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Keywords:

  • alien;
  • diversity;
  • exotic;
  • extinction;
  • fish;
  • non-native;
  • plants;
  • species-richness;
  • threatened species;
  • United States

Abstract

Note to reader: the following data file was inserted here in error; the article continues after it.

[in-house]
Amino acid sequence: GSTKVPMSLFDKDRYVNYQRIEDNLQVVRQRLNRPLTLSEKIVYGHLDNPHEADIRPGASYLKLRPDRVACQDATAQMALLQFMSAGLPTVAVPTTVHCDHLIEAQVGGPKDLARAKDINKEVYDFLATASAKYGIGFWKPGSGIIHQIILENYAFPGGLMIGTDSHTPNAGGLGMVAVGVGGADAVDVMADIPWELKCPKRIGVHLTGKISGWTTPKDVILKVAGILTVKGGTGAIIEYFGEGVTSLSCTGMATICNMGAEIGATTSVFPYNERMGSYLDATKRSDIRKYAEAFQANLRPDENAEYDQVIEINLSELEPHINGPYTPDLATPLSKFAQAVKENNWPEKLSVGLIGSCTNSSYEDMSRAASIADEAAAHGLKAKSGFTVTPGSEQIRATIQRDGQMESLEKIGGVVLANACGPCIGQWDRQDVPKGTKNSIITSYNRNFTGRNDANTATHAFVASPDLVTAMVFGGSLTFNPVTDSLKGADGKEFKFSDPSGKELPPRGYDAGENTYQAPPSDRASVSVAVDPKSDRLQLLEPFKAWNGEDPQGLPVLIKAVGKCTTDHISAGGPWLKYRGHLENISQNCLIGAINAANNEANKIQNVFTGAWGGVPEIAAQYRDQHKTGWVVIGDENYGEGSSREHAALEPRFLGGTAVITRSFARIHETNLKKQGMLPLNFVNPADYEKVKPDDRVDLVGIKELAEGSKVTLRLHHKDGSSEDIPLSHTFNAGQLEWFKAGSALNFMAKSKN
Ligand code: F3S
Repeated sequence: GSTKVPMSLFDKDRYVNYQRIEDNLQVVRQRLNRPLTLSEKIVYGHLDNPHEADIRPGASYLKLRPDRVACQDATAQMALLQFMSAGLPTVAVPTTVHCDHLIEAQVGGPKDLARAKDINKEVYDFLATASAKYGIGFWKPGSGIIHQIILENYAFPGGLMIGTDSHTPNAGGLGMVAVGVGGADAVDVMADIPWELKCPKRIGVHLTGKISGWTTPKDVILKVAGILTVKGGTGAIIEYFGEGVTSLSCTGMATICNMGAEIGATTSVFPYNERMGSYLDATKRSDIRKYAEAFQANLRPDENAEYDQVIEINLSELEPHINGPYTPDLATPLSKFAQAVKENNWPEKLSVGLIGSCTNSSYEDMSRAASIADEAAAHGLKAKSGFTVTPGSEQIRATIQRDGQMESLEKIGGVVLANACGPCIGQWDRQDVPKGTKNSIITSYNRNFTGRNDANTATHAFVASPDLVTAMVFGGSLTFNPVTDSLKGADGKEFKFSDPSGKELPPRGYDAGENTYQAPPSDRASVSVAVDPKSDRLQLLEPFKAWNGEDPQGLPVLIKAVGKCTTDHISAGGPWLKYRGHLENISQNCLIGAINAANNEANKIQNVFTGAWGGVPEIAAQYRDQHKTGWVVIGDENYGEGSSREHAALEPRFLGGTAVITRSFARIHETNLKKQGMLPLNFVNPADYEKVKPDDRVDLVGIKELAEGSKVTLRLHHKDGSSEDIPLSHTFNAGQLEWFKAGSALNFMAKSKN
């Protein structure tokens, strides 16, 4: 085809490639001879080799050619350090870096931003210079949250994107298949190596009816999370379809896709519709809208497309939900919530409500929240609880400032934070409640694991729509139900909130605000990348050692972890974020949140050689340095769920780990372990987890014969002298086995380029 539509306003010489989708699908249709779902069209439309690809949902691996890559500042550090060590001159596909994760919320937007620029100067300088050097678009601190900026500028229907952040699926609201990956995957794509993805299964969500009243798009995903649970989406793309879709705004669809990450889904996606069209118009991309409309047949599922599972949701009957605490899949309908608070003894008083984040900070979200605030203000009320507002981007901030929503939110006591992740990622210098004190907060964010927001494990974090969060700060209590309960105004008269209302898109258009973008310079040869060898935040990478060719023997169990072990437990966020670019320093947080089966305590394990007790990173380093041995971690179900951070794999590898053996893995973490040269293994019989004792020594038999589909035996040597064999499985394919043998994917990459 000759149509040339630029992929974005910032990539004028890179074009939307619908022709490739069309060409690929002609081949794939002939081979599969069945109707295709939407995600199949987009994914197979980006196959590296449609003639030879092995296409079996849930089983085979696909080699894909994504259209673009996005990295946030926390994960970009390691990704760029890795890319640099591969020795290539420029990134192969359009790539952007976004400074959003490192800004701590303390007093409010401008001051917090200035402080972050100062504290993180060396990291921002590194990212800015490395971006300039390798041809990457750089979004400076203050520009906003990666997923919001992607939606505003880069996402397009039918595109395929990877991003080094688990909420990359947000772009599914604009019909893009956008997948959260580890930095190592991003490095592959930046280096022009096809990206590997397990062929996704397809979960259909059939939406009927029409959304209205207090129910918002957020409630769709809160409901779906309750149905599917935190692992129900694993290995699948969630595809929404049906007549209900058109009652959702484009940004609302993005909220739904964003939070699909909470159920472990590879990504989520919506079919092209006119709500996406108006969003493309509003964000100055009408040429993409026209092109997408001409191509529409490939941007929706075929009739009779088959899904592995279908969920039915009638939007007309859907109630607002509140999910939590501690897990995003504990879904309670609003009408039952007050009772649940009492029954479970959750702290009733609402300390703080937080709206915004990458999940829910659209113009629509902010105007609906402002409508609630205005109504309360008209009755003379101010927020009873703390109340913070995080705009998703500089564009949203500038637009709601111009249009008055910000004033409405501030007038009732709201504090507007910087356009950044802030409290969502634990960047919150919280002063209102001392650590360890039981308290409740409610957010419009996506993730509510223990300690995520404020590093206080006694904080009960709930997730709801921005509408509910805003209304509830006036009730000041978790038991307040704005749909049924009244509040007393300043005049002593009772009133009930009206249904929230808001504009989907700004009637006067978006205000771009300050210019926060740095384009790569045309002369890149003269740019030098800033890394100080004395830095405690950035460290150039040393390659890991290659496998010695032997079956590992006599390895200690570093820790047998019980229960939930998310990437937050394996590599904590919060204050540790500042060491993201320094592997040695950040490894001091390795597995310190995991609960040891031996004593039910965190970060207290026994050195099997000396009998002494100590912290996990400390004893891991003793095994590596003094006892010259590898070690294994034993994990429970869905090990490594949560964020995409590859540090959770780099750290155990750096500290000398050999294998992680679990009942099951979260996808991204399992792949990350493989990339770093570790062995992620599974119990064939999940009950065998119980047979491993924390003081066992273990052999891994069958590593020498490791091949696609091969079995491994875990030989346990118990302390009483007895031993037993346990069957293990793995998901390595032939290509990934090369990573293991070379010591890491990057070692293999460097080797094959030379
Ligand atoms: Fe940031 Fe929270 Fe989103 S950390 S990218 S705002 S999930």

In a given area, human activities usually cause the extinction of native species and the establishment of non-native species. A key conservation issue is whether non-native establishment tends to outpace native species extinction to produce a net gain in species richness. To determine this, empirical data must be accumulated at various scales. I show that, within the United States, the number of established non-native plant species per state does tend to outpace the number of extinct and threatened species per state. The net gain in plant species is strongly and positively correlated with human population density. Continuation of this trend predicts substantial gains in net plant species richness for all states in the United States as human population grows. This contrasts with freshwater fishes, where most states show a net loss of species diversity as extinct and threatened species exceed established non-native species. Changes in fish diversity do not correlate strongly with human population or non-native species but are largely driven by the decline of native fish species.